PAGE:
Ghost the Musical attempts to resurrect a classic love story

The high-tech musical adaptation yields unremarkable results.

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In the realm of popular culture, pottery wheels, psychics and poltergeist will be indelibly connected, thanks to 1990’s romantic blockbuster, Ghost. The film — starring Demi Moore and Patrick Swayze — was the highest grossing film of that year, and garnered Whoopi Goldberg an Academy Award for Best Supporting Actress.

Parlaying the film’s massive success onto the stage, Ghost the Musical debuted in Manchester in 2011. Now on a nationwide tour, the musical made its way to the Straz Center for the Performing Arts this past Tuesday and will run through April 27.


Young couple Molly (Katie Postotnik) and Sam (Steven Grant Douglas)—an artist and a banker—move into a Brooklyn loft. The musical opens with the couple moving into their new place, each casually dressed and surround by a sparse setting—a loveseat, refrigerator and a few random props. During the first musical number, taking place in the apartment, the sparseness of the set is offset by a digital backdrop, displaying a mirage of soaring “selfies” of the couple. 

This combination of the technical and the theatrical is present throughout the production, and is sometimes more effective than others. As Sam works as a big-city banker, the digital background displayed a cheesy cityscape, as several dancers decked out in business suits and briefcase performed underwhelming choreography. The sequence ultimately seems out of place and — weirdly enough — outdated.

A scene set at a tiny Italian bistro allowed for the focus to be placed on the relationship between Molly and Sam. And although the chemistry between the characters was not necessarily blaring, it was certainly endearing.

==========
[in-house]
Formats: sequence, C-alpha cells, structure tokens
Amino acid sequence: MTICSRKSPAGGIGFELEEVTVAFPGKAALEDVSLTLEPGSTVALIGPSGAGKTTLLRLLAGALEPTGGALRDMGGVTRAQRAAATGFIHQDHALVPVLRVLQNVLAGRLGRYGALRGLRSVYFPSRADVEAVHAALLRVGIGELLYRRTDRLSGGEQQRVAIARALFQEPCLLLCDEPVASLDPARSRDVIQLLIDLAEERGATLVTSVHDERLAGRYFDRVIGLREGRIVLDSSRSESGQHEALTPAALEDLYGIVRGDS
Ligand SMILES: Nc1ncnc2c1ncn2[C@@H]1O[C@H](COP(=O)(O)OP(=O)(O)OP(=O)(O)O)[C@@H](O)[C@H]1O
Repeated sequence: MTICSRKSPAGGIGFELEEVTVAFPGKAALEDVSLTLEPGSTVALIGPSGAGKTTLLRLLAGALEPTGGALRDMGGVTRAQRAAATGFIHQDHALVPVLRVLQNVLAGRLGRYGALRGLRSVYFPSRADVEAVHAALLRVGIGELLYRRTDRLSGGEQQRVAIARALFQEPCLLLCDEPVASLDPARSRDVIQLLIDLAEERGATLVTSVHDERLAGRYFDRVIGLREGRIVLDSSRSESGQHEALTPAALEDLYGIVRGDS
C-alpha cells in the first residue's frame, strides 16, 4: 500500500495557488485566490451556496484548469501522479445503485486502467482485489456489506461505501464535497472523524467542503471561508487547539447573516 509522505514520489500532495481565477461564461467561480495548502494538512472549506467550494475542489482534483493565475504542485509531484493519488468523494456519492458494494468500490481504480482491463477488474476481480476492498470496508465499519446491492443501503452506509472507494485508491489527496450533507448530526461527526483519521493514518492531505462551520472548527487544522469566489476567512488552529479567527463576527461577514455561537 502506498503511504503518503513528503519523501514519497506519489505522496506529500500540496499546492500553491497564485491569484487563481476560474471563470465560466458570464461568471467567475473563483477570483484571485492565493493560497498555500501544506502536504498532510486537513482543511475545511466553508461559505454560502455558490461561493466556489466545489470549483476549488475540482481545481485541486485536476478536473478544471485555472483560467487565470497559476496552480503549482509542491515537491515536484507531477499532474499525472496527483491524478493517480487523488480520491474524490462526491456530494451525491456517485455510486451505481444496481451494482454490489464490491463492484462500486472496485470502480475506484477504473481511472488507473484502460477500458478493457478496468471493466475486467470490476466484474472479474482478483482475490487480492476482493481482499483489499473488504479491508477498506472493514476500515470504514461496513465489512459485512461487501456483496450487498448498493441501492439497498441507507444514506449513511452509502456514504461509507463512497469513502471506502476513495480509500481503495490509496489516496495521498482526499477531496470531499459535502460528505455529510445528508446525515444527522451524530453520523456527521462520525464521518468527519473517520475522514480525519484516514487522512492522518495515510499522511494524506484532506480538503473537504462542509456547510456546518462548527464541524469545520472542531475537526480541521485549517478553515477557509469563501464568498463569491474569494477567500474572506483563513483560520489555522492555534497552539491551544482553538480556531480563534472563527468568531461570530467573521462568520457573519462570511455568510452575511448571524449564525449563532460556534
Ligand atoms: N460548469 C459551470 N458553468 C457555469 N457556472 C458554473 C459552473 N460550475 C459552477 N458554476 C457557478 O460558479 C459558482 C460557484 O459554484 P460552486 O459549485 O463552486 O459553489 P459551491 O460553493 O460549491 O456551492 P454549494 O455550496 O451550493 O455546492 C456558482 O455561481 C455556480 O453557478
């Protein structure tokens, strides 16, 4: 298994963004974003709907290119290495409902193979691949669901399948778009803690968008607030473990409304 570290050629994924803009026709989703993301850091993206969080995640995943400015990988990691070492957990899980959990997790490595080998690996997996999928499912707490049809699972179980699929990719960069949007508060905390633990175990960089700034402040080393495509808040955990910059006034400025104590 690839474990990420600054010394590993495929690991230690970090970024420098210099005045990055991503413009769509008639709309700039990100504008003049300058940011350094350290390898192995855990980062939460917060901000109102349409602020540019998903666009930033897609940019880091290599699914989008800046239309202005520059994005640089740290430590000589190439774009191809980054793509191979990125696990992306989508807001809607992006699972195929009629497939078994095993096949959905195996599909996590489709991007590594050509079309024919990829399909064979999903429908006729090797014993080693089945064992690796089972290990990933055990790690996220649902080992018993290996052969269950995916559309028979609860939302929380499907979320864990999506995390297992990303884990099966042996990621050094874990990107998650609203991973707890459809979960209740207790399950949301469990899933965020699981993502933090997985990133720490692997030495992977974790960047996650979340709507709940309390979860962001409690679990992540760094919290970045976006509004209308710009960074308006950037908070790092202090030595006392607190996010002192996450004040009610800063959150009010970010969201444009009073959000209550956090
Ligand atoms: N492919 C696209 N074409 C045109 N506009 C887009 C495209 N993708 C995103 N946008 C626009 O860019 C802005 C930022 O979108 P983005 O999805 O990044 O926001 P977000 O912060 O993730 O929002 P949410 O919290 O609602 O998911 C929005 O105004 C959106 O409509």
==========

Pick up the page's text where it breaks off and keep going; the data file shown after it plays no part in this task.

This preciousness was cut short by the mugging and murder of Sam by thug Willie Lopez (Fernando Contreras). During Sam’s transition from human to ghost, the technological aspects of the production were effective, captivating and (most importantly) convincing.

The subsequent scenes featured Sam in a hospital surrounded by other ghosts who are stuck in limbo between life and death, and his interaction with an enraged ghost on a subway car. Brandon Curry—who played ghost on the subway—gave one of the most commanding, physical performances of the production. Technologically, the illusion of a moving subway car accompanied by airborne objects demonstrated a seamless execution on the part of the production team.

Slowing down the momentum, Molly performed a solo ballad in her loft about her longing for Sam after his death. Postotnik’s voice — although powerful — has a Disney-ish quality, and it faltered at times. The original songwriting by Dave Stewart and Glen Ballard was lyrically and musically simple and ultimately unremarkable.

The fraudulent psychic who helps Sam reconnect with Molly — Oda Mae Brown (played by the outstanding Carla R. Stewart) — created the most entertaining and comedic moments of the entire production, dressed in a tie-dye cape and backed by an eccentric pair of twin sisters. The trio’s hilarious gospel numbers were a perfect display of soulful vocal acrobatics and impeccable comedic timing.

And yes, the infamous pottery wheel scene does make an appearance in the musical adaptation, with minor alterations. In keeping with the film, the moment is set to the sounds of the Righteous Brothers’ “Unchained Melody” — a tune that popped up in several of the musical’s romantic scenes. These scenes are harnessed by Douglas’s subtle, charming delivery — his performance is the heart of the production.

However, many of the interactions between Molly and Sam lacked the passion and rawness that made the film’s love story so effective. The love story itself was often overshadowed by the convolutions of the story line surrounding Sam’s murder — something to do with ten million dollars…or information stuck on a computer…or someone’s bank account. I’m still confused.

Where Ghost the Musical lacks story or chemistry, it triumphs visually. The blocking was executed perfectly, transitions were made seamlessly and the visual effects were generally engaging. 

No matter how visually impressive the production is, it requires the audience to push past the chaotic choreography and special effects in order to reach the core of the connection between the two main characters — and the love story ends up getting a little lost.

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